In the event that VMware’s top five leaders decide to move on from the virtualization all-star, Broadcom has arranged a $169.4 million compensation package for the top five executives. CEO Raghu Raghuram will receive the lion’s share of the deal, with cash and equity worth $52.5 million.

The current leadership team has not said whether they plan to remain at VMware post-close. In Securities and Exchange Commission filings, Broadcom has said none of the current leadership have begun negotiating to remain at the company post-close. Meanwhile, VMware President Sumit Dhawan told CRN in August he could not say whether he or Raghuram would stay.

9. SEC Fines VMware

The SEC fined VMware $8 million for its practice of carrying over sales made one quarter into the next in order to satisfy the estimates it had provided to analysts.

In fact, VMware would have missed its earnings targets numerous times since May 2019 if it had not shifted “tens of millions of dollars” in revenue into future quarters and “obscured” a slowdown in demand for its products from investors, all in violation of the U.S. Securities Act, according to a settlement reached with VMware earlier this year.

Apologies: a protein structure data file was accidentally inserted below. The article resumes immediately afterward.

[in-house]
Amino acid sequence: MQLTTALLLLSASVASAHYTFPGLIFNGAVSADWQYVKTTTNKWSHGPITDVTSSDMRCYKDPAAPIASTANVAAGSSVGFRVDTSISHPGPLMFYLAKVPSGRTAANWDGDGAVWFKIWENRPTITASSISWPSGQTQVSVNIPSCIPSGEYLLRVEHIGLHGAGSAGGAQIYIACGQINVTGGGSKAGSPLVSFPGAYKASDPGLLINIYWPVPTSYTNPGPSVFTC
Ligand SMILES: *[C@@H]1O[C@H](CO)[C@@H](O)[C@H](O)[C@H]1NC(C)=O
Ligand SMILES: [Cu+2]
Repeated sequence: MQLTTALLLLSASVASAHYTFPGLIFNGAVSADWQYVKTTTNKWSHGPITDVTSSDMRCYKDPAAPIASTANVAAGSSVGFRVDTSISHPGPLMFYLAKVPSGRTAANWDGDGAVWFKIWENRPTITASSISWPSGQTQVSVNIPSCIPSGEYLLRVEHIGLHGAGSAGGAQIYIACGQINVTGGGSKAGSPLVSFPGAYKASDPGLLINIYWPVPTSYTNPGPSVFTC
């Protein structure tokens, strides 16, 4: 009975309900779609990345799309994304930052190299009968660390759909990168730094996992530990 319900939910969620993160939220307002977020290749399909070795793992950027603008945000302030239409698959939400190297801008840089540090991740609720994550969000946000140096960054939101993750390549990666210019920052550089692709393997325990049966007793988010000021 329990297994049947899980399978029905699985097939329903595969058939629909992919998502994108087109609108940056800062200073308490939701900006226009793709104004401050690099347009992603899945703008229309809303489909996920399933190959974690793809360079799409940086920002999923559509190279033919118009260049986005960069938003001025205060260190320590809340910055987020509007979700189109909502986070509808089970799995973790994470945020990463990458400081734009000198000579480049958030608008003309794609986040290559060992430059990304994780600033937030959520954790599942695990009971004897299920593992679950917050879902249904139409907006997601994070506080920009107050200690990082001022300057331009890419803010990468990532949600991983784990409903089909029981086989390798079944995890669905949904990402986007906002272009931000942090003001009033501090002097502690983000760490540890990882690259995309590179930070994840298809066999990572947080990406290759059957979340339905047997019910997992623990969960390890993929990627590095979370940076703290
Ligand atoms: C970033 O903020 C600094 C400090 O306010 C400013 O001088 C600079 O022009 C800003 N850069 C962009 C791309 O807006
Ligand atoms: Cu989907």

The SEC issued a “cease and desist order” to force the Palo Alto, Calif.-based virtualization leader to stop the practice of “discretionary holds” where a company withholds reporting all of its revenue until the following quarter so that its sales teams are given a “buffer” to meet future targets.

Sandy Hogan

Sandy Hogan

8. Some Channel Leaders Depart

VMware’s channel partners got a couple of shocks over the summer when two longtime channel stalwarts left the company amid the takeover by Broadcom.

VMware’s channel chief, Sandy Hogan, departed to become CRO of SADA Systems, while Vice President and Channel Chief of the Americas Bill Swales is now vice president of commercial sales, North America with Lenovo.

Ricky Cooper

Ricky Cooper

7. New Channel Leaders Emerge